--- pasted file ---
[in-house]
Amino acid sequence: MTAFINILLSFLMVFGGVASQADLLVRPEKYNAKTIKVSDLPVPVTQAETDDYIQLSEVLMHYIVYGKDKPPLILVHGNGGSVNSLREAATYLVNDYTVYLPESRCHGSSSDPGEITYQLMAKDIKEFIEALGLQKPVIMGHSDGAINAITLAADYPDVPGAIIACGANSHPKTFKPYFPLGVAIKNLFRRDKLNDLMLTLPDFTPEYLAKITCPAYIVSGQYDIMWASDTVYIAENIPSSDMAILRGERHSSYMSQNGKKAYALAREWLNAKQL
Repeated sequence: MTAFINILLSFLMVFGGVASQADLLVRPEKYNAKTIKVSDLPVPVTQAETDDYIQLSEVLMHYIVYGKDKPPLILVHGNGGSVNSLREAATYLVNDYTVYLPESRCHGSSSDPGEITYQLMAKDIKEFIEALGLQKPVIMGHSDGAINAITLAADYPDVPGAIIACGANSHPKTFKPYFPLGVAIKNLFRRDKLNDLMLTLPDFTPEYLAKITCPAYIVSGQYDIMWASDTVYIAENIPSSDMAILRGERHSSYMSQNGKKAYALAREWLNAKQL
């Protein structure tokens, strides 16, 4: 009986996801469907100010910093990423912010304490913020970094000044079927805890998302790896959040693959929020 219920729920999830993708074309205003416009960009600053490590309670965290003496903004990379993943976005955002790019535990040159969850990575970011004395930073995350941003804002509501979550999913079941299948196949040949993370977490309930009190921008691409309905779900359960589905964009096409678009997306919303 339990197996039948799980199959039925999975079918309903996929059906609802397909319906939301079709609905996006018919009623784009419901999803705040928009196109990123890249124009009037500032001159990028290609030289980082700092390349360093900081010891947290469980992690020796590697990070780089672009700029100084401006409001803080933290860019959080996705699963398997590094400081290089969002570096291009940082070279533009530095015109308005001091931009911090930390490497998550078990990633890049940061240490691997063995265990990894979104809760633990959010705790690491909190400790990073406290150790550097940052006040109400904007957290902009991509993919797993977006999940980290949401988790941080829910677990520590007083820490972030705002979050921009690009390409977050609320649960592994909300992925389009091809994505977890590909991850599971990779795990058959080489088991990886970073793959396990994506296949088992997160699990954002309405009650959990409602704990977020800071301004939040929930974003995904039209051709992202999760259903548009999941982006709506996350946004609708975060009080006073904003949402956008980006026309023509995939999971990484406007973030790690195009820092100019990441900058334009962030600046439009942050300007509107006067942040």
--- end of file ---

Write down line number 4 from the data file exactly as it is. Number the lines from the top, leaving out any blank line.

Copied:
């Protein structure tokens, strides 16, 4: 009986996801469907100010910093990423912010304490913020970094000044079927805890998302790896959040693959929020 219920729920999830993708074309205003416009960009600053490590309670965290003496903004990379993943976005955002790019535990040159969850990575970011004395930073995350941003804002509501979550999913079941299948196949040949993370977490309930009190921008691409309905779900359960589905964009096409678009997306919303 339990197996039948799980199959039925999975079918309903996929059906609802397909319906939301079709609905996006018919009623784009419901999803705040928009196109990123890249124009009037500032001159990028290609030289980082700092390349360093900081010891947290469980992690020796590697990070780089672009700029100084401006409001803080933290860019959080996705699963398997590094400081290089969002570096291009940082070279533009530095015109308005001091931009911090930390490497998550078990990633890049940061240490691997063995265990990894979104809760633990959010705790690491909190400790990073406290150790550097940052006040109400904007957290902009991509993919797993977006999940980290949401988790941080829910677990520590007083820490972030705002979050921009690009390409977050609320649960592994909300992925389009091809994505977890590909991850599971990779795990058959080489088991990886970073793959396990994506296949088992997160699990954002309405009650959990409602704990977020800071301004939040929930974003995904039209051709992202999760259903548009999941982006709506996350946004609708975060009080006073904003949402956008980006026309023509995939999971990484406007973030790690195009820092100019990441900058334009962030600046439009942050300007509107006067942040």